Australian Constitutional Law and Theory: Commentary & Materials 5th ed
Published: March 2010
Publisher: The Federation Press
Country of Publication: Australia
Price: Out of print
The fifth edition of Australian Constitutional Law and Theory: Commentary and Materials has been thoroughly rewritten. Each chapter has thoroughly reviewed by both authors, with fresh choices made for extracts to bring the book up to date for new materials and scholarship.
The commentary has also been rewritten to provide clearer explanation of concepts and case outcomes. Major new developments have been included by cutting back existing material to focus in more tightly on the key constitutional issues.
As this list indicates, the fifth edition includes the groundbreaking 2009 decision in Pape, as well as the other key decisions of this year such as Clarke, K-Generation, Lane and Wurridjal.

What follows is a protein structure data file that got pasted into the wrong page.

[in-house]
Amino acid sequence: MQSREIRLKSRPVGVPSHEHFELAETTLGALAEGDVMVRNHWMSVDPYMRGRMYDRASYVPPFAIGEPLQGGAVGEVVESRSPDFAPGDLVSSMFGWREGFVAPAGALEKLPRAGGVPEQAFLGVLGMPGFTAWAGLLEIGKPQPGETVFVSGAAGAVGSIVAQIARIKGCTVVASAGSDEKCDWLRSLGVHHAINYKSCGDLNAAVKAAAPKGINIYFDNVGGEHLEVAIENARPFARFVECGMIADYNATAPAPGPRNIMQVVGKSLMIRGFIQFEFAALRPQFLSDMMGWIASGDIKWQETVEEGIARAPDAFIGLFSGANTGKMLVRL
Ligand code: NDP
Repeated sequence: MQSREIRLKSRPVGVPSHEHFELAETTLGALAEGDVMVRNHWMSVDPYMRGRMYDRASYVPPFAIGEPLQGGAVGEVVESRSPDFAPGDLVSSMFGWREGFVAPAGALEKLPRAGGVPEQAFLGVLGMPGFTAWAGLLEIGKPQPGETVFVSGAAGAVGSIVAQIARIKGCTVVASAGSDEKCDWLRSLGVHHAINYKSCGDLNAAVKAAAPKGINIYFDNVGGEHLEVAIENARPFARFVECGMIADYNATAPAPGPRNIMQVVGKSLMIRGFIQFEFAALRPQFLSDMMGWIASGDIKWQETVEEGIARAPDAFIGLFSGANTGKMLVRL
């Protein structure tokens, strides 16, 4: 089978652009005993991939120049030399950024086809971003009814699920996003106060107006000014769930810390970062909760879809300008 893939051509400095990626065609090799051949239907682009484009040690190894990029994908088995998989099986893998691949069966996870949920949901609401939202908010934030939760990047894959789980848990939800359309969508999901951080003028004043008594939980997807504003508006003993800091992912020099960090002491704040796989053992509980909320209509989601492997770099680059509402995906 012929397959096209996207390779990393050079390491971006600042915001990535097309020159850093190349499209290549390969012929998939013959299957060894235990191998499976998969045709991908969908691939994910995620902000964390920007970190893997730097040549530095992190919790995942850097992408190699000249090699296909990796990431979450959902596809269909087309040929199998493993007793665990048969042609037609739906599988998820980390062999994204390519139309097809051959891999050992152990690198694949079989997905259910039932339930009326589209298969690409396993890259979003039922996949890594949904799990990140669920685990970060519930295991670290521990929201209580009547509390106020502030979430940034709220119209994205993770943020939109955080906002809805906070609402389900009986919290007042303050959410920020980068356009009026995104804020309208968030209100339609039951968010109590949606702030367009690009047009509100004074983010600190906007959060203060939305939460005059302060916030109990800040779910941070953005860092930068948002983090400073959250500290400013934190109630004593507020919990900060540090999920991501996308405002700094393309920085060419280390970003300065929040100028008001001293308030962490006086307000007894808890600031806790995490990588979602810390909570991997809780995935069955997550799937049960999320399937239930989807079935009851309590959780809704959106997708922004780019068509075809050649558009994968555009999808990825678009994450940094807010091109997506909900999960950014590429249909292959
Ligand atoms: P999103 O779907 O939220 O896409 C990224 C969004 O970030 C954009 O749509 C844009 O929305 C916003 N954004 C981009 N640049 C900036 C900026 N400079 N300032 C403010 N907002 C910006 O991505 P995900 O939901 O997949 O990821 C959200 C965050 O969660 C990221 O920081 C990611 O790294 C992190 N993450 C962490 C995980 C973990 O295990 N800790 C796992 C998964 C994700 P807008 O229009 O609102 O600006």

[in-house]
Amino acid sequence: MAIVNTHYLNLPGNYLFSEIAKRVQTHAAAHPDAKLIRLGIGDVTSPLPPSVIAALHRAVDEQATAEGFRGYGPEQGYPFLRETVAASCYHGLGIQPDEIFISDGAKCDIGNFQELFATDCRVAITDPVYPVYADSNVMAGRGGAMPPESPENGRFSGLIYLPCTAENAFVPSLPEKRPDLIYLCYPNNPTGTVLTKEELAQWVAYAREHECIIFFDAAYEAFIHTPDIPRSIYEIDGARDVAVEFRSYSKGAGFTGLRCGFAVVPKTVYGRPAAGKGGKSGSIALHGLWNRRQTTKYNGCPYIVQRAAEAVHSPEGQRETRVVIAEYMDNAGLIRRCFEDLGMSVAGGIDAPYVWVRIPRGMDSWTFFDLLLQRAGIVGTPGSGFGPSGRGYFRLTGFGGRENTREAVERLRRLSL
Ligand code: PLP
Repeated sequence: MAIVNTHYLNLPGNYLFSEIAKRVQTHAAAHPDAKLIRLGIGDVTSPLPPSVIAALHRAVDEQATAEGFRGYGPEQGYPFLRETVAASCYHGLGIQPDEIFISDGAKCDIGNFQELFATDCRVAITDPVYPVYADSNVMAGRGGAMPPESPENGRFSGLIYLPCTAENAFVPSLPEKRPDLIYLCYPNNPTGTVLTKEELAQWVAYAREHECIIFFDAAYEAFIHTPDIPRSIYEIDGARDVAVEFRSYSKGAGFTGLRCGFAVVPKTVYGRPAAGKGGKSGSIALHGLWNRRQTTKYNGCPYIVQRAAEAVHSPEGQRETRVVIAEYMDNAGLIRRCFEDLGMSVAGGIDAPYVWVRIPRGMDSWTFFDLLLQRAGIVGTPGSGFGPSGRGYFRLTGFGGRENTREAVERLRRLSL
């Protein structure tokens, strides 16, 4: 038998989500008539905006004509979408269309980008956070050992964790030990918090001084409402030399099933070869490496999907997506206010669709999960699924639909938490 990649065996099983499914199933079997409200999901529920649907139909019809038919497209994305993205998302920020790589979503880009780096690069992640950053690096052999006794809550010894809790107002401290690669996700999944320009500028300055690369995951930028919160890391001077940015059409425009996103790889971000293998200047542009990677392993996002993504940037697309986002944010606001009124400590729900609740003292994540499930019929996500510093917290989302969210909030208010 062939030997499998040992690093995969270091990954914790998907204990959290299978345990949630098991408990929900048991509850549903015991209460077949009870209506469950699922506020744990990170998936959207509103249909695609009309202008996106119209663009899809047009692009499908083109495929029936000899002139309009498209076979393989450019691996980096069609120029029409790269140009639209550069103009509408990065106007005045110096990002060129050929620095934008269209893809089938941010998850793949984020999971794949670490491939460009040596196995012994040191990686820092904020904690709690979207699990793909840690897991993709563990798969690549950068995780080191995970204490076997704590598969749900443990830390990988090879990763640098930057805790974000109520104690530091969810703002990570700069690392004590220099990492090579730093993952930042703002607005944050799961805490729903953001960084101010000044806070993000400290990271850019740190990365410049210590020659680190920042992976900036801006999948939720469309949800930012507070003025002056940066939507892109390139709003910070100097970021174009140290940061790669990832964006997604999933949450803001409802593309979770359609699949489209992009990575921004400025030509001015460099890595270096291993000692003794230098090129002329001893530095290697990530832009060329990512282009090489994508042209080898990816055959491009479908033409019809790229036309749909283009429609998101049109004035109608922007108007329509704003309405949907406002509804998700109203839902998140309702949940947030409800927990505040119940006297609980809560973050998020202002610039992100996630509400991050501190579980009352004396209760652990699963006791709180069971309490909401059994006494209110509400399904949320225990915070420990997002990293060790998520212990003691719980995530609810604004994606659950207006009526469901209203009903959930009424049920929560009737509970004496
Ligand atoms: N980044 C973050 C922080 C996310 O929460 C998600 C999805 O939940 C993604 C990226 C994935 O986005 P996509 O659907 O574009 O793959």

Significant changes in this new edition include:-
- A rewritten first chapter to provide a more accessible introduction to the subject
- A rewritten and restructured chapter on characterisation to make this difficult area more accessible and to produce a more logical flow of concepts and material
- The separation out of the material on the trade and commerce power into a new chapter on the economic powers
- Major changes in the chapter on Indigenous peoples, such as to reflect the United Nations Declaration on the Rights of Indigenous Peoples and the Apology to Australia's Indigenous Peoples
- Changes to reflect legislative amendment in areas like citizenship law
- Rewritten material on federalism, especially in regard to fiscal federalism due to the Intergovernmental
- Agreement on Federal Financial Relations in force from 1 January 2009
- New material on the defence power as it relates to terrorism and national security
- New material on the executive, such as in regard to the Crown and the nationhood power
- The division of the material on the separation of judicial power into three chapters (titled: Separation of Judicial Power; Judicial and Non-Judicial Detention and The Judicial Process)
- Revision of the material on human rights, such as to reflect the national charter of rights debate and the enactment of the Victorian Charter of Human Rights and Responsibilities